Monday, December 27, 2021

Court Enters Stipulated Order to Prevent Alienation of Swiss Account Holdings (12/27/21; 12/30/21)

I recently blogged on an order in United States v. Scharzbaum (S.D. Fla. Dkt # 18-cv-81147-BLOOM/Reinhart) to repatriate Swiss account funds based on the district court’s holding that a U.S. person was subject to the willful penalty. District Court Upholds Repatriation Order for FBAR Willful Penalty While Liability on Appeal (11/4/21; 11/5/21)), here.  The parties continue to fight about whether the repatriation order should be stayed pending the outcome of the appeal. The pleadings on that commotion may be viewed on CourtListener, here, but Schwarzbaum summarizes his position in the Motion to Stay

If, on the other hand, the Court refuses to stay its Order and Mr. Schwarzbaum is forced to liquidate his foreign investment accounts before the appeal is  concluded, he faces the threat of significant and irreparable harm. Mr. Schwarzbaum would be required to pay the transaction costs [*2] and income taxes associated with the liquidation and transfer of his assets into the United States. If this Court's decision is subsequently overturned, Mr. Schwarzbaum would not be able to secure a refund of those taxes, nor could he force the United States to make him whole for the costs and taxes he never should have been required to pay. To avoid this untenable result, the Court should stay its Repatriation Order pending conclusion of the appeal.

Update on 12/30/21 1:30pm:  On 12/20/21, the Court granted Schwarzbaum's Motion to Stay Pending Appeal.  See CL here.

 In United States v. Monica Harrington (D. Colo. 1:21-cv-02601-RBJz), CL Docket Entries here,  the Government sought a preliminary injunction against Monica Harrington to require her to repatriate funds in a Swiss account.  See Docket entry # 1, here.  This request relates to an FBAR collection action against Monica Harrington’s husband, George Harrington, who allegedly transferred ownership of the account to his wife to avoid the U.S. collecting in the event the U.S. prevails in the FBAR collection suit.  The FBAR collection case against the husband is still pending.  United States v. George Harrington (D. Colo 1:19-cv-02965), CL Docket Entries here.

Sunday, December 26, 2021

FinCEN Adopts Immediately Effective Final Rule Omitting the Regulations Statement of the 2004 Willful Penalty Prior to the 2004 Statutory Amendment (12/26/21)

Readers may recall that the FBAR willful penalty, as amended in 2004, provides a maximum penalty of the greater of $100,000 or 50% of the amount in the account on the reporting date.  31 U.S.C. §5321(a)(5)(C).  Prior to 2004, the maximum willful penalty was $100,000.  After the 2004 amendment, FinCEN did not amend the regulation, 31 CFR § 1010.820(g), to reflect the change in the statute.  After the amendment, creative lawyers pursued the argument that, by leaving the regulation in tact, FinCEN exercised its discretion under the amended statute to maximize the FBAR willful penalty at $100,000 and thus could not assert a higher penalty under the amended statute.  That argument finally failed.  E.g., Norman v. United States, 942 F.3d 1111, 1117-1118 (Fed. Cir. 2019).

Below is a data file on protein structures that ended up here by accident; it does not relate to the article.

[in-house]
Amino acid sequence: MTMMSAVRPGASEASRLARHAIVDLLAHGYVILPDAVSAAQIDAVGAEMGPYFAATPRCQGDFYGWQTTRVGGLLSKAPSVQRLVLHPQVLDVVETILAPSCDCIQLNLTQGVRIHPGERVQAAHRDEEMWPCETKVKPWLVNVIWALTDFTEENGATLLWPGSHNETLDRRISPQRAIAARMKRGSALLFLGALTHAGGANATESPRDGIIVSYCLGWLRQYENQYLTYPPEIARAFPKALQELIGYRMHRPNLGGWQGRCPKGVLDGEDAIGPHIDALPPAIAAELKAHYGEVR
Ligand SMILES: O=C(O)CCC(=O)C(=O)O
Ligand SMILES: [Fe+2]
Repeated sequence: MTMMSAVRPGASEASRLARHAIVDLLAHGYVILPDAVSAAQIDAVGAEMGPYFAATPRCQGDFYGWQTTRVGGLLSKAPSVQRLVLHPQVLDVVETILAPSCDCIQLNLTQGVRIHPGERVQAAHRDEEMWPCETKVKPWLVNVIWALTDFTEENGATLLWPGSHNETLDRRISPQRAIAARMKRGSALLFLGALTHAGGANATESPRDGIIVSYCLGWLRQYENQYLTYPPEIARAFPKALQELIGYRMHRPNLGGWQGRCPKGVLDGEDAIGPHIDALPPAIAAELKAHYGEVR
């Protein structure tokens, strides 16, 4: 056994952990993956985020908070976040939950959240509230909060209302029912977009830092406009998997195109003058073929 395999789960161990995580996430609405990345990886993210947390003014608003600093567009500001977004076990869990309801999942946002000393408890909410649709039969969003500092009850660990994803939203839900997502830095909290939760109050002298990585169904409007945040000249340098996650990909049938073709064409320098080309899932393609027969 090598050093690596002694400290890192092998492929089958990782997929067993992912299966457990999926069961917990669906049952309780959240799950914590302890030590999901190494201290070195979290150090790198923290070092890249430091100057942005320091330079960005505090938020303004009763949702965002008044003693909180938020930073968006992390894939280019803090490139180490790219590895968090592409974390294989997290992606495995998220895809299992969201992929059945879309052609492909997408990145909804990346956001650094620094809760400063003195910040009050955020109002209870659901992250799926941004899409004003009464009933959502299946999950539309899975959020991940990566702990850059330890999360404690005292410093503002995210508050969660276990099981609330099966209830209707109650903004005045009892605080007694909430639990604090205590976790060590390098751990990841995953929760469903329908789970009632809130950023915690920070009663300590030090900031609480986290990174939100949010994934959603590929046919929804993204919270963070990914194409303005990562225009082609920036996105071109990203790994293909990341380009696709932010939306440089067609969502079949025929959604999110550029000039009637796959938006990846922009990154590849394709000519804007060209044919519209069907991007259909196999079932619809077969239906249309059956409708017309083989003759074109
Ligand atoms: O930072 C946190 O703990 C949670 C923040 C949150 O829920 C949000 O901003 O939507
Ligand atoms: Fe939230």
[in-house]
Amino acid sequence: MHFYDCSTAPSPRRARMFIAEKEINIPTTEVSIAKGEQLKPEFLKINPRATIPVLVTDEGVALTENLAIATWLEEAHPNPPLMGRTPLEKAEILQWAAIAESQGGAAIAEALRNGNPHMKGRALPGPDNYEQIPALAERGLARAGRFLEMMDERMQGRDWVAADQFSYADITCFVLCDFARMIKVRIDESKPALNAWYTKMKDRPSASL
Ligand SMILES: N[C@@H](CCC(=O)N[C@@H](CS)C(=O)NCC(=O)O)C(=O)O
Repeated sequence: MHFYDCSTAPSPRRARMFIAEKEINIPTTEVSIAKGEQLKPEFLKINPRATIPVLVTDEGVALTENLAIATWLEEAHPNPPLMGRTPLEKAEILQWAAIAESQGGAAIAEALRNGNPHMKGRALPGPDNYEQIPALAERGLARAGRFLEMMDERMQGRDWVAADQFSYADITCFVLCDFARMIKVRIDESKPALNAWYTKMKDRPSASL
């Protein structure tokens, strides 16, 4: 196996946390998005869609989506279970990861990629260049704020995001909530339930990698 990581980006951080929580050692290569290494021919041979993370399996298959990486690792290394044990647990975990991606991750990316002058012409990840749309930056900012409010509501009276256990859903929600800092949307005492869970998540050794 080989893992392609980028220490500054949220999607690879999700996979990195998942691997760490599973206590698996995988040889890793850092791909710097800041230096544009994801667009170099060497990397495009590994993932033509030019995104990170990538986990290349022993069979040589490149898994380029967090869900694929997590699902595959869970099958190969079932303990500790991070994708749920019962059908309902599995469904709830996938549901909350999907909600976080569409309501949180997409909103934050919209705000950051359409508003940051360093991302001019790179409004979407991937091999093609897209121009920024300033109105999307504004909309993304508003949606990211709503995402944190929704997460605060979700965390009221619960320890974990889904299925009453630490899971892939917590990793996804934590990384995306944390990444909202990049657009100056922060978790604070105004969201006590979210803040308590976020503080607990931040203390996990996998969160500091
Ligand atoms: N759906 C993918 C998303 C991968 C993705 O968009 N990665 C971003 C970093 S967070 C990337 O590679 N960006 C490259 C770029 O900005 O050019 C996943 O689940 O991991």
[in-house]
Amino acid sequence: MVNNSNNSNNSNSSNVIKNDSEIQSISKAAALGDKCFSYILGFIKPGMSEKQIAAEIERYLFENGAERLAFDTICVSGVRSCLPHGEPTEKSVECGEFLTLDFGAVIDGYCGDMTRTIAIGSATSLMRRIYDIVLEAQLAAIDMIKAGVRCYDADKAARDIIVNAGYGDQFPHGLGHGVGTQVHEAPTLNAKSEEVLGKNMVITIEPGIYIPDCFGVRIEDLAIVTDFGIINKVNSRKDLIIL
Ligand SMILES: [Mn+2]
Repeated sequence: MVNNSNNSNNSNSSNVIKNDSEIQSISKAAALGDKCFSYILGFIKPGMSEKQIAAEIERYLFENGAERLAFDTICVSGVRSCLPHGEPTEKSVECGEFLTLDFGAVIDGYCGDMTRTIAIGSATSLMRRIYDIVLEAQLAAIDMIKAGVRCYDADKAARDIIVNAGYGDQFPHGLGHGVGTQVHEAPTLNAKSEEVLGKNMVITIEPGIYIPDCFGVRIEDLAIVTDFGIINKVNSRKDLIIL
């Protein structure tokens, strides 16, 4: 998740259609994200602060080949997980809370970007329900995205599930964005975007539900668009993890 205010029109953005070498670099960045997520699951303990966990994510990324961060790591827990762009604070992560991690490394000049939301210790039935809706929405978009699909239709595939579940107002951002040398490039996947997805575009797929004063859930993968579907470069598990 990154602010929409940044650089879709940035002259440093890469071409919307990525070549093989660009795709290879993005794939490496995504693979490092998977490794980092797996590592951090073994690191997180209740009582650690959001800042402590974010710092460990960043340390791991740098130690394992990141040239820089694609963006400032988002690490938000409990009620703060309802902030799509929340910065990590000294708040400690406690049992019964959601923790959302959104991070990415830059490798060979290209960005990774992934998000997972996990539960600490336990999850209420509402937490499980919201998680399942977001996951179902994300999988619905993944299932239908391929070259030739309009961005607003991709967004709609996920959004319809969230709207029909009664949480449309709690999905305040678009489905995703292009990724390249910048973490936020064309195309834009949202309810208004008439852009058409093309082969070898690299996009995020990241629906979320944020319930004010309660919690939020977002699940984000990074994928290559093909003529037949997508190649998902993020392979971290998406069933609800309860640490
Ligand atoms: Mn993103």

FinCEN has deleted subsection (g), thus eliminating any confusion (real or feigned) about the effect of the statutory amendment.  The Final Rule states that it is immediately effective on the date issued (12/23/21).  See 86 FR 72844, 72844-72845, here.

I have no idea why FinCEN took so long to make that deletion.

JAT Notes:

What is the effect of stating an effective date of 12/23/21?  Why didn’t FinCEN just state that the effective date was the 2004 amendment effective date?  Certainly, the deleted subsection (g) had been effectively deleted by 2004 amendment, as recognized by the court opinions prior to 12/23/21.

While I can't provide a definitive answer as to FinCEN's reasoning, I will step through my analysis.:

Wednesday, December 22, 2021

District Court for ED VA Dismisses Reverse False Claims Act Proceeding Against Credit Suisse (12/22/21)

In United States Ex Rel. John Doe v. Credit Suisse AG, (E.D. VA. No. 21-CV-00224) Order dated 12/17/21), here, the court dismissed this claim under the False Claims Act’s reverse false claims provision, 31 U.S.C. § 3729(a)(1)(G).  The claim was that the relator, identified anonymously as John Doe, a former employee of Credit Suisse, AG, had information that Credit Suisse had failed to comply with its plea agreement regarding aiding and assisting U.S. taxpayers evade U.S. tax.  See Credit Suisse Pleads to One Count of Conspiracy to Aiding and Assisting (Federal Tax Crimes Blog 5/19/14; 5/20/14), here.  The key basis for the dismissal is that the reverse FCA claim must involve an obligation to the U.S. and here there was no obligation.  At most there was a potential obligation if the Government identified with the information additional claims it could make against Credit Suisse with the information and assess amounts due based on the information.